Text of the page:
For me, my target is to spread my entire yearly budget into roughly 10 investments over a one-year period.
So in this example, I would take the total budget, $5,000, and divide it by 10.
That gives me 10 investments at an average investment size of $500 each for any one year period.
The exact number is up to each person’s individual preferences, risk appetite, how much time they have to trade, and how often they are able to come across investable projects.
But that’s the general idea. Whatever system you decide on, write it down and stick to it.
So why do we do all this work and what can we expect to be the outcome?
We expect that some of our bets will lose a bit or gain a bit and not amount to much change.
We also assume that some will go to $0, or near $0.
But all we need is 1 or 2 of them to go 1000% and we’ll have already made enough to cover all our losses and book serious profits.
This is the same investment strategy successful venture capitalists use to make outsized gains for THEIR investors.
And every now and then, you will hit a rare home run that goes 2000% or more — and those are the ones that will actually make you rich.
But you’ve got to be in it to win it!
Once you have figured out how many investments you want to make, and once you’ve figured out what your average position size will be, then you can get a bit more fancy.
You can start resizing your investment positions based on how confident, or how excited you are for a particular investment.
So for example, one simple way to do this is to break up your investments into three sizes: small, medium and large.
But the key is to make sure your average investment size is still $500, based on the current scenario.
So if I find a really interesting coin, but I have one or two reservations or concerns about it, then I would classify it as a small bet, and risk half my average bet, say $250.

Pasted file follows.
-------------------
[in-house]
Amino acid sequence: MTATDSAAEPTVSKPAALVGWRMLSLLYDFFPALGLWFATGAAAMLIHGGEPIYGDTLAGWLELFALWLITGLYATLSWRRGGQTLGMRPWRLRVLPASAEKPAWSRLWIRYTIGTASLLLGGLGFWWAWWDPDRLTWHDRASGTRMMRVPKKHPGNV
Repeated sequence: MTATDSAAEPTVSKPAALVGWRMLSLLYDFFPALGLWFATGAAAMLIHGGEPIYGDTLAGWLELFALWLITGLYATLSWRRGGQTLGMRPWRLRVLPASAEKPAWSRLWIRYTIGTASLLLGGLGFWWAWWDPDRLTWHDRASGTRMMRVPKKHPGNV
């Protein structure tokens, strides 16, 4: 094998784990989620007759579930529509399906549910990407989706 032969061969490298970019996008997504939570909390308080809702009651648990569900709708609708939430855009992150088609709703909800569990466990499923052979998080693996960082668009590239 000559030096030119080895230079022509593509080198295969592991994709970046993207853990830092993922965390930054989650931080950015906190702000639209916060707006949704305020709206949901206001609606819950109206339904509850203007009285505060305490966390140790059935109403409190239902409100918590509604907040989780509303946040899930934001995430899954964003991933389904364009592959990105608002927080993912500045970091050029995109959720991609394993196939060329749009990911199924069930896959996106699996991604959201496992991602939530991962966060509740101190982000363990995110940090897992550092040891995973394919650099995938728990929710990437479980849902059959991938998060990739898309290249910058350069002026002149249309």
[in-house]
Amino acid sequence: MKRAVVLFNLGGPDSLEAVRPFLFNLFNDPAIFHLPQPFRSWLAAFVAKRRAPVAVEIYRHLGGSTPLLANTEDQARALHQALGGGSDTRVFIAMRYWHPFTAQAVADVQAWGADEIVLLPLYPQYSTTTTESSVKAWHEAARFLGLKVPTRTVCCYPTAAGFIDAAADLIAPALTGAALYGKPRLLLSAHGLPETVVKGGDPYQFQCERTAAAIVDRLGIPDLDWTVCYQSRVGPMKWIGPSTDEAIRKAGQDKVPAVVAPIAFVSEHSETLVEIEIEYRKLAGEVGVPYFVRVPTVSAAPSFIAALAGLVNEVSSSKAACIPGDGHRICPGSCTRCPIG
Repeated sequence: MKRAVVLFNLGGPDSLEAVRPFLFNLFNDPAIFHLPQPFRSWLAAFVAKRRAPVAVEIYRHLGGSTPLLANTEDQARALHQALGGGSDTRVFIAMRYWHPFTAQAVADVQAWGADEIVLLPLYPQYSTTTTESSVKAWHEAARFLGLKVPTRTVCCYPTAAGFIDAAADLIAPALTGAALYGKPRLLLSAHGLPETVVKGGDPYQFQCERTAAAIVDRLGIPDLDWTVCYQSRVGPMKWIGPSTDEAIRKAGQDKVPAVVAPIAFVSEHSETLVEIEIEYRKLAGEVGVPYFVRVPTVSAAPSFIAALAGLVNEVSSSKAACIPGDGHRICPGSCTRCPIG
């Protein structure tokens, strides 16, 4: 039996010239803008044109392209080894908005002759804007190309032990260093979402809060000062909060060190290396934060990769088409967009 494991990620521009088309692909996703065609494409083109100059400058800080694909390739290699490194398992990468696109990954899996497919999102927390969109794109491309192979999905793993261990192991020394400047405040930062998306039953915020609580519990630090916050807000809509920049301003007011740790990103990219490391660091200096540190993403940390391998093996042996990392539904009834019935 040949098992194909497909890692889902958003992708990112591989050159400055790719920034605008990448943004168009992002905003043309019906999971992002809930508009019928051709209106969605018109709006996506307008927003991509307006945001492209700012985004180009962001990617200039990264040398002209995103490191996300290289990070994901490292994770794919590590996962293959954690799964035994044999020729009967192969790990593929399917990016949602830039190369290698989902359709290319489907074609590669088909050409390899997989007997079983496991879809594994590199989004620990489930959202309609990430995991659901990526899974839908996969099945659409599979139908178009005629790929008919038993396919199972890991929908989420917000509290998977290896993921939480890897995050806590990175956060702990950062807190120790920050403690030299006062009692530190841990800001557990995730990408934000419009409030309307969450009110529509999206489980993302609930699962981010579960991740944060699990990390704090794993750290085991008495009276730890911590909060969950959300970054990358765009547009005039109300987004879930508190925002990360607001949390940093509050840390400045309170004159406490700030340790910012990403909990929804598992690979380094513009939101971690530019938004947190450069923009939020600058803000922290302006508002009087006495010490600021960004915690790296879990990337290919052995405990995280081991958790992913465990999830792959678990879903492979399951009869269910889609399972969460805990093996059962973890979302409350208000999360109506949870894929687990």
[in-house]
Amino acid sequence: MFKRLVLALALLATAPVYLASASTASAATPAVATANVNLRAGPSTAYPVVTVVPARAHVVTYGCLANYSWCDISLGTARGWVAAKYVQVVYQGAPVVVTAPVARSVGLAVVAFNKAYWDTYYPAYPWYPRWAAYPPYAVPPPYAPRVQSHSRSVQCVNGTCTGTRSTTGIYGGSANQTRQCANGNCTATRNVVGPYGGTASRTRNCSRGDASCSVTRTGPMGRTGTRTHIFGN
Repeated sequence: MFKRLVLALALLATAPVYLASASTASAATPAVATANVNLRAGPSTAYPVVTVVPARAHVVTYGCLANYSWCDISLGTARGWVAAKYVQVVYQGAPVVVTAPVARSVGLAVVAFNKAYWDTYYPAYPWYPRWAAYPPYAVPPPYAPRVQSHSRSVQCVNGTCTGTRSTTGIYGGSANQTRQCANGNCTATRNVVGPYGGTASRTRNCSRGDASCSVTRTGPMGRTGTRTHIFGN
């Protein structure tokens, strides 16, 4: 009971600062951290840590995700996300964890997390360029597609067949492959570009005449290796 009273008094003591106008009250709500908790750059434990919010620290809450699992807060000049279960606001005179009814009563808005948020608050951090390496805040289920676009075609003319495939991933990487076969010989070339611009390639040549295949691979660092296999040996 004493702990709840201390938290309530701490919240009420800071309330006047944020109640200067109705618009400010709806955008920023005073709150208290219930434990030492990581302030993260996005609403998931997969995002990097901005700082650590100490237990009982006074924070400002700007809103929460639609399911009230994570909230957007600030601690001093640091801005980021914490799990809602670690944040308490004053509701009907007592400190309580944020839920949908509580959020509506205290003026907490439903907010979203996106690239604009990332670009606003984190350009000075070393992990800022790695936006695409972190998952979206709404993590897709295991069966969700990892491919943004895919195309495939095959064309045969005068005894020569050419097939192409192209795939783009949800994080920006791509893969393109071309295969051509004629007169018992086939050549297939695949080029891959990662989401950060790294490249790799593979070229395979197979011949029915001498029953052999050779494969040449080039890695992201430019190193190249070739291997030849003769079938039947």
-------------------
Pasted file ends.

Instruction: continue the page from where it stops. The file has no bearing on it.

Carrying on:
If there’s a coin that I really like and I’m super confident it will increase in price in the near future but the timing isn’t amazing..
And maybe the market just started moving down and there has been a string of bad news, then maybe I would classify it as a medium bet and invest $500.
But lets say I found the perfect investment opportunity and I discovered a piece of information that doesn’t seem to be priced in already, and the market is in full-on bull, I would go big and invest $750.
Notice here the average of $250, $500, and $750 is still $500. So my average bet has not changed.
Now of course there will be small variations and deviations to this.
There may be low periods where you can’t justify making anything more than a small bet for several investments in a row.
There may also be periods where you simply can’t find ANYTHING worthwhile to invest in.
And finally, there may be periods where EVERYTHING starts looking like an amazing investment.
And that is perfectly normal, since crypto is very much momentum driven — when things are good, they are really good; when things are bad, they’re really bad.
But as long as you come up with a set of rules for position sizing – even if it only remotely resembles the example above – and you consciously stick to it…
You will be able to maximize your returns and minimize your downside risk.
In the next piece I will explain how to exit a position once it starts moving up in price.
In the meantime, I hope this helps make you a smarter and more successful crypto investor.
All the best,
CEO / Founder
Crypto Briefing / SIMETRI Research